Not even the most ardent of Citroën admirers would accept any connection between the Citroën DS3 and the original DS, the firm’s iconic model. The DS broke new ground in several areas and 12,000 were ordered on its first day of launch in 1955; the DS3, on the other hand, is, in effect, the three-door variant of the regular C3 hatchback.
The Citroën DS3 exists for two reasons. The first is a need to counter the firm’s own decade-old push downmarket, a trend that has taken it into direct competition with Far Eastern brands such as Kia and Hyundai. And the second is to capitalise on the burgeoning market for premium-feel, customisable small hatchbacks created by Mini.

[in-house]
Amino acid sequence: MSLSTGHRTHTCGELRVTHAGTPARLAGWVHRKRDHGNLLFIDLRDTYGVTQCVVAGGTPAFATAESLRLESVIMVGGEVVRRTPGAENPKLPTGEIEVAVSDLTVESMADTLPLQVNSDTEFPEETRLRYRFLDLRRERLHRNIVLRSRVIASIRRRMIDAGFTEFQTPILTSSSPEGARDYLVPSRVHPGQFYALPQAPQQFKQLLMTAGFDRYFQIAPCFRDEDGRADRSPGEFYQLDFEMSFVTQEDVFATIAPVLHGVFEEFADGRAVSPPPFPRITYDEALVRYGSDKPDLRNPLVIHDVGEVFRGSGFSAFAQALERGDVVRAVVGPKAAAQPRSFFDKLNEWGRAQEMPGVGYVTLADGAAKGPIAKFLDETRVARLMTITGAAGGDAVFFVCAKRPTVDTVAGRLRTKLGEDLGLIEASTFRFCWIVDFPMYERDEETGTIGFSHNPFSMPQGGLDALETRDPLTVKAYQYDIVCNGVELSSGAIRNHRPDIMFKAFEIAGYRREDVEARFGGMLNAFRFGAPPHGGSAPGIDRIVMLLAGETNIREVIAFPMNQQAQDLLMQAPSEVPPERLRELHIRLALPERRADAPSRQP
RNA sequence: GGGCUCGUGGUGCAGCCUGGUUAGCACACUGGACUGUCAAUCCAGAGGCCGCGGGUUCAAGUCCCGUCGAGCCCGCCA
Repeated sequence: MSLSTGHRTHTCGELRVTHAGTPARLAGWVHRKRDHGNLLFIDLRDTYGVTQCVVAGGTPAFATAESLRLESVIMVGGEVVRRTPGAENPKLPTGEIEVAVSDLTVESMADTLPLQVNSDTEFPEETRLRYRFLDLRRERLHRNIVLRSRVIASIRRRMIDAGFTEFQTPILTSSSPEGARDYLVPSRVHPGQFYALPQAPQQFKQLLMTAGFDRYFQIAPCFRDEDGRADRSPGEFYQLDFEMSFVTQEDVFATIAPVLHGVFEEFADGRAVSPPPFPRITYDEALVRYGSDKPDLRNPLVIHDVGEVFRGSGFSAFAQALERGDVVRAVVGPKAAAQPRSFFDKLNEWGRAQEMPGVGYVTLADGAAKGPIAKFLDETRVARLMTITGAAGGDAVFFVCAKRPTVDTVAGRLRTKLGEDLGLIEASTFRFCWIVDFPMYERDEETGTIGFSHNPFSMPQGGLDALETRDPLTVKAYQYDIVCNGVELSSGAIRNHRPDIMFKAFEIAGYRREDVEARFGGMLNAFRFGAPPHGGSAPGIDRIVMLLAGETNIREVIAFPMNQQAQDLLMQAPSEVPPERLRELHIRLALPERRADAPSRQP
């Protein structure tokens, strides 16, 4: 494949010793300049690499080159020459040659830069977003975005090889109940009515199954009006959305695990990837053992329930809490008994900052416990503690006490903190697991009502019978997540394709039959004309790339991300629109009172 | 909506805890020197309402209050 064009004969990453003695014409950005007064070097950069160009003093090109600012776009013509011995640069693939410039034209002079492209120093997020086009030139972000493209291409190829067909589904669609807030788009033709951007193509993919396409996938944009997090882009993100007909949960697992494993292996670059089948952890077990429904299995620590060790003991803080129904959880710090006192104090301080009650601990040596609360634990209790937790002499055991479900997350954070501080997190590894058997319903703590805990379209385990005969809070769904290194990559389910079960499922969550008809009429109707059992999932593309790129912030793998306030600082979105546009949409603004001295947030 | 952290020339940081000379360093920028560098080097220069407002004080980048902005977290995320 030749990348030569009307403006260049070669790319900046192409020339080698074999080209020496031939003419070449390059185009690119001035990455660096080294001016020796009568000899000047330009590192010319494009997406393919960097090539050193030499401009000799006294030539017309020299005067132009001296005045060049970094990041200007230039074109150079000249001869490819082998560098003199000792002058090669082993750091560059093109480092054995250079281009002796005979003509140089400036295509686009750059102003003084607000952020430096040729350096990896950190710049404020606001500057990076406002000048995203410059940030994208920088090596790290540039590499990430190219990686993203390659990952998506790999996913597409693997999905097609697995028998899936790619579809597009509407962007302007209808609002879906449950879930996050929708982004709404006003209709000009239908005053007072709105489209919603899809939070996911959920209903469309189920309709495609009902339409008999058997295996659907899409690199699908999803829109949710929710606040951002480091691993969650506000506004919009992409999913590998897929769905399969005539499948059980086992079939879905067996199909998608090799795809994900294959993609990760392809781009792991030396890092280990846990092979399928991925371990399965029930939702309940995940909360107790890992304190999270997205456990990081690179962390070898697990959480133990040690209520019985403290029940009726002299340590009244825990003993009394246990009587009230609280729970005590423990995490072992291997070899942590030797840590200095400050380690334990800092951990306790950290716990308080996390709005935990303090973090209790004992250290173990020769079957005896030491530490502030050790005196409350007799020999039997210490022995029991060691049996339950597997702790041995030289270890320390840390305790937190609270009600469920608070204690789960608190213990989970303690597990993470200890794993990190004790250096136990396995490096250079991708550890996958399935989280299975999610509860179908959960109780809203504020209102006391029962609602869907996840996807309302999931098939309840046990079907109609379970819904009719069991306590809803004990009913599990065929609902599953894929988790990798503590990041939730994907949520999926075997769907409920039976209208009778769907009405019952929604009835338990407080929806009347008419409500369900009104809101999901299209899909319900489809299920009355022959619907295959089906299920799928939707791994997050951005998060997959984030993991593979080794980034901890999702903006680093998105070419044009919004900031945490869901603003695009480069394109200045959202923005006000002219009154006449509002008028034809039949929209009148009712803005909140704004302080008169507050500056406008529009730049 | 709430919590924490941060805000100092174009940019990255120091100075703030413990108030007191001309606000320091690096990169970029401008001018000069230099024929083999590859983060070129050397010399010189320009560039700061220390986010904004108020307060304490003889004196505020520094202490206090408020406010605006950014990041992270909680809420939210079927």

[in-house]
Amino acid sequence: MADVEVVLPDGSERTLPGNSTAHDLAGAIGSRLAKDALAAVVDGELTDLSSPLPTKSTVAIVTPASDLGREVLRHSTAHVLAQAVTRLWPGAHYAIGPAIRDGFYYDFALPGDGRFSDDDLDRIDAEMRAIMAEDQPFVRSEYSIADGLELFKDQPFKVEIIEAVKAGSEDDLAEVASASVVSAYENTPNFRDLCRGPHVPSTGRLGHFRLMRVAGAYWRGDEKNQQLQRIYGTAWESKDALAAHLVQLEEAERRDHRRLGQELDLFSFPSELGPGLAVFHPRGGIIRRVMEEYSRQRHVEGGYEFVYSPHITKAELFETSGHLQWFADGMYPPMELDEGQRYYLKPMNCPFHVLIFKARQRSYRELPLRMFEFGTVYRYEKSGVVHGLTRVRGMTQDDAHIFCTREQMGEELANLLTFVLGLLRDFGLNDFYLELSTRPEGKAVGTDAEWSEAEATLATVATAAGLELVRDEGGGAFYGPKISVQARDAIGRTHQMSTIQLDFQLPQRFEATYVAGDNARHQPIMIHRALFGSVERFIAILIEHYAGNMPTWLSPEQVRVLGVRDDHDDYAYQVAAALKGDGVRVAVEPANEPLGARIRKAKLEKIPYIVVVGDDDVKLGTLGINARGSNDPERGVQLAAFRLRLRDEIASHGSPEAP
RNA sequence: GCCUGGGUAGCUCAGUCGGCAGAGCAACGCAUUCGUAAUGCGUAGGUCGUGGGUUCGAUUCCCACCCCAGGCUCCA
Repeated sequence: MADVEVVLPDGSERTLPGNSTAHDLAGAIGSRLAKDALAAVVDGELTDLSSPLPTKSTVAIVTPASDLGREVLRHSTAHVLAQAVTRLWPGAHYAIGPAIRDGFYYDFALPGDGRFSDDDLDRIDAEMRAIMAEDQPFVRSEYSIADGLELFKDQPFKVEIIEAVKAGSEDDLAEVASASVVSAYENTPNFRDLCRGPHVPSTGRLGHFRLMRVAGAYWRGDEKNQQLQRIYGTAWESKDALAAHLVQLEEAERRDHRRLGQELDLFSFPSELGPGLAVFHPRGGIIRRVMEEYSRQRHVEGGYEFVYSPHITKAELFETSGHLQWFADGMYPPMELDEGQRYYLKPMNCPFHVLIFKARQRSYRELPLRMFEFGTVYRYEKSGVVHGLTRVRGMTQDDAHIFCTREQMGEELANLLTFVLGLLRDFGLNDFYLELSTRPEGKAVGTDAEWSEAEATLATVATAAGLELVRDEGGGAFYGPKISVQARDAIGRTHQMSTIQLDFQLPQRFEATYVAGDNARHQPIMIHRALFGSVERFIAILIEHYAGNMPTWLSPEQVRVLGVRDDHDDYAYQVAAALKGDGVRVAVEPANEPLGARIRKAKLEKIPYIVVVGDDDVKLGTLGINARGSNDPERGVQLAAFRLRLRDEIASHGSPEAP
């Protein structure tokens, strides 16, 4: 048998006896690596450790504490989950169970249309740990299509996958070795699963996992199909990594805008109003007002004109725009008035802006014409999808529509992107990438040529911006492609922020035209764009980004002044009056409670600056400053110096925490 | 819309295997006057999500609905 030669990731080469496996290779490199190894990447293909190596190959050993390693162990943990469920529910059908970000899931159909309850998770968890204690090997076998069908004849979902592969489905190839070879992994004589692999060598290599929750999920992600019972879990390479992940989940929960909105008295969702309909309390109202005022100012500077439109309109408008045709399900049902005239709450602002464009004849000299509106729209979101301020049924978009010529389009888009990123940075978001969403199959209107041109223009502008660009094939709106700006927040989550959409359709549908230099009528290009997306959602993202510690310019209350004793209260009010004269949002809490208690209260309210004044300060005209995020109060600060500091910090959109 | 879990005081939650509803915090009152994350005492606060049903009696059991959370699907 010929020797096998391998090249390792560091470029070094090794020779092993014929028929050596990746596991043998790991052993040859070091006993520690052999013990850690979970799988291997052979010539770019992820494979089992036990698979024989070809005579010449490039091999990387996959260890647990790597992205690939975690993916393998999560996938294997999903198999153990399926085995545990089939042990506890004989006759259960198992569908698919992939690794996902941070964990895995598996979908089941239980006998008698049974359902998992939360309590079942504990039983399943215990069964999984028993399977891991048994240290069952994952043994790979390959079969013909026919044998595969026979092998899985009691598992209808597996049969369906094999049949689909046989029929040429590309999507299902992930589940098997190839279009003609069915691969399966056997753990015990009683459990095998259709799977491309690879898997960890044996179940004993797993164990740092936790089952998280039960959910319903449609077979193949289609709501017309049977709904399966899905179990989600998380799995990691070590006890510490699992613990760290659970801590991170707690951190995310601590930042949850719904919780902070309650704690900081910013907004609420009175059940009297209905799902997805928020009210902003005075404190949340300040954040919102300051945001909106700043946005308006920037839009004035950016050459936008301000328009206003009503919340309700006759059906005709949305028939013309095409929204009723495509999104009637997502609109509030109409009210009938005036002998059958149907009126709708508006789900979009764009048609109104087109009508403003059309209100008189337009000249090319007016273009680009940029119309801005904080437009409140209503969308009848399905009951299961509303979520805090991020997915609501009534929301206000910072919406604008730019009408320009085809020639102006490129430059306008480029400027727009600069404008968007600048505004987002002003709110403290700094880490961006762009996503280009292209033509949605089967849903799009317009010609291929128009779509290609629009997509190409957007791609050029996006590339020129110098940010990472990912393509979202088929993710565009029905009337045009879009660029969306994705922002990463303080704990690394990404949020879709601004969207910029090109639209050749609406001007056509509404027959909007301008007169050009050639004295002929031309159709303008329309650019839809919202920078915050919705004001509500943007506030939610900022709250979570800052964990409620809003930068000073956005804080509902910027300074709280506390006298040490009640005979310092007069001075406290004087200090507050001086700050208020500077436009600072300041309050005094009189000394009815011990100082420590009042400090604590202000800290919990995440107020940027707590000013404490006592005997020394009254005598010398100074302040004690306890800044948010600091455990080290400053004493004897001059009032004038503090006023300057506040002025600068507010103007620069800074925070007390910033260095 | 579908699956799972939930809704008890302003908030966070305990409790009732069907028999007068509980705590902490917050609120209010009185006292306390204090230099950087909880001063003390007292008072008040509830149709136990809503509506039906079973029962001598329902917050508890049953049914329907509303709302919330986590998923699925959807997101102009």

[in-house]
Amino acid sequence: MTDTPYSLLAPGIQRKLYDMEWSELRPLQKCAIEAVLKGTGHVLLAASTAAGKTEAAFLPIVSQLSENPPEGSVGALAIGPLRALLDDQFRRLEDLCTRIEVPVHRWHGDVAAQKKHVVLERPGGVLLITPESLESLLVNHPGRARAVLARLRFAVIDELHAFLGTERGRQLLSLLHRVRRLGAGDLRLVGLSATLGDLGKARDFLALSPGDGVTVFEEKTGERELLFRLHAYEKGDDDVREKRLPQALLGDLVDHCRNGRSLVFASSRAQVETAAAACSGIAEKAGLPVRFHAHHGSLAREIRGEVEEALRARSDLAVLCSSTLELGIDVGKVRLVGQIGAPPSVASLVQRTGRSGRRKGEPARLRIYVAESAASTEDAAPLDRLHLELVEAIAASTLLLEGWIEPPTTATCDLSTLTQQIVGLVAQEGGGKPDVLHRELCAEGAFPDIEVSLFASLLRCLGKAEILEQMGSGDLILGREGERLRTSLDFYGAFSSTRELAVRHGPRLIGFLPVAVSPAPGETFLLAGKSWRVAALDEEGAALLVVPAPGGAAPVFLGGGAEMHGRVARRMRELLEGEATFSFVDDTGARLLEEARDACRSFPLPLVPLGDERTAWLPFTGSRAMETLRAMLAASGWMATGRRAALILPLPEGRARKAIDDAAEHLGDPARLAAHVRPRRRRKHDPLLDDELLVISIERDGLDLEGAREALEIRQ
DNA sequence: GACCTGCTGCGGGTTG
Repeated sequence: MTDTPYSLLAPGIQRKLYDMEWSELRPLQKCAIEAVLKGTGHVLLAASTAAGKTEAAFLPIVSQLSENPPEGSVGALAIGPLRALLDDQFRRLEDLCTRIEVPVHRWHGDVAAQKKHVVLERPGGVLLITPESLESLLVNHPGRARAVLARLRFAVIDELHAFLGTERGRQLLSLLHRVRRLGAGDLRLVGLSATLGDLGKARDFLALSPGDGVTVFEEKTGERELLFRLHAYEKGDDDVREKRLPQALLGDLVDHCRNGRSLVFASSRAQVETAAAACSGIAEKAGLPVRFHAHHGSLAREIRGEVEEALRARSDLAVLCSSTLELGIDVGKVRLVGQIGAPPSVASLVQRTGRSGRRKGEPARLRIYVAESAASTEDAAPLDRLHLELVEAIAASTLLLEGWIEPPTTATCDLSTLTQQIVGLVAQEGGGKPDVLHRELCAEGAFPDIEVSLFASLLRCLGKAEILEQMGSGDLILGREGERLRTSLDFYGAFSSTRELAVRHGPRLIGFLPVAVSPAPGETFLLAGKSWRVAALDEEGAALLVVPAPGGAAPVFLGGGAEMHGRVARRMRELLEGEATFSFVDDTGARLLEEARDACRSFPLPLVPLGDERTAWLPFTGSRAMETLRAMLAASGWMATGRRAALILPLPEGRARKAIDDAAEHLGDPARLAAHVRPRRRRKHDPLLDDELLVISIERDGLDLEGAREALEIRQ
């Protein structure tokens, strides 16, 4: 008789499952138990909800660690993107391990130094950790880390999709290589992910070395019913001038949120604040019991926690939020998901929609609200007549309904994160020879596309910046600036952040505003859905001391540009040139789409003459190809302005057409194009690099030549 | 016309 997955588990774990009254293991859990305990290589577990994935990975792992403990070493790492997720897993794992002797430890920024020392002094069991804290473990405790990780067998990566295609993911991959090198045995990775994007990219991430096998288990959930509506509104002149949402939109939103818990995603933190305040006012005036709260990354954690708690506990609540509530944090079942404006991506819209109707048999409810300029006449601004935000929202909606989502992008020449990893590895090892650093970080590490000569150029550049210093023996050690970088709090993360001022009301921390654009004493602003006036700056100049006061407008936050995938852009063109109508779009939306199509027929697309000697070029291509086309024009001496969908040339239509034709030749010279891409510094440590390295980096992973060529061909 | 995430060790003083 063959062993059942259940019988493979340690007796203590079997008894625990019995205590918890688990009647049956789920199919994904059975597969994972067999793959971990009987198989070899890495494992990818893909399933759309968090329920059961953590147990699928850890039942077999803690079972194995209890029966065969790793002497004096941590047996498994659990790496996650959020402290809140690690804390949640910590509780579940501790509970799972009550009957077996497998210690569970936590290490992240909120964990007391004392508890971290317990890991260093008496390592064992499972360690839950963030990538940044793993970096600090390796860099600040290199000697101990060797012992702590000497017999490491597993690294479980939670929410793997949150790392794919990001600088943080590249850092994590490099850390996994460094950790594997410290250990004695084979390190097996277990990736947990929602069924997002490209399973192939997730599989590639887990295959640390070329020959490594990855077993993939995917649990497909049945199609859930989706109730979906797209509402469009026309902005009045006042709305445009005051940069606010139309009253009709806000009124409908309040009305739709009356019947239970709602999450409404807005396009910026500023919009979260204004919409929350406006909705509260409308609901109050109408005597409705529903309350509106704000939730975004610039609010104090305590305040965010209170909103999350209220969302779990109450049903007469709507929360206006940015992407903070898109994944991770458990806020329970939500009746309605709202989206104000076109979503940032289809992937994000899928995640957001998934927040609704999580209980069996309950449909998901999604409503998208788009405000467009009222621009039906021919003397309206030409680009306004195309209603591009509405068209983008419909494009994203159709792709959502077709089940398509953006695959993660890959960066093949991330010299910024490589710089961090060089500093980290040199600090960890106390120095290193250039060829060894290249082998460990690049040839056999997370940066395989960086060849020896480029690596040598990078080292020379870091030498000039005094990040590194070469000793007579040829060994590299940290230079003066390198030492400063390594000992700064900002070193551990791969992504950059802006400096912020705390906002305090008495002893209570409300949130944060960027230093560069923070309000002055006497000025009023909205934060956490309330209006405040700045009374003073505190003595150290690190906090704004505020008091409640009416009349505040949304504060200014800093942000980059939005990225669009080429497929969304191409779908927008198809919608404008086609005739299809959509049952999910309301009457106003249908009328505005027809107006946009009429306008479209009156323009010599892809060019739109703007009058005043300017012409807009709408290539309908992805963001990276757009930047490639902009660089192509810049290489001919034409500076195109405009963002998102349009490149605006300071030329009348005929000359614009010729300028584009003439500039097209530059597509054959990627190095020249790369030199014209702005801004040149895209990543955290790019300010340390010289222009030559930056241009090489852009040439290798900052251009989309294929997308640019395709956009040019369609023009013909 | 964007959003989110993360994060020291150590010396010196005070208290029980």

Chic, small runabouts used to be home turf for French manufacturers. But over the past decade Mini – or rather, BMW – has opened up fresh, profitable sales in that area. Fiat has enjoyed similar success in recent years with the 500, while Audi has jumped on the bandwagon with the A1 and Vauxhall has attempted to follow suit more recently with the Adam.
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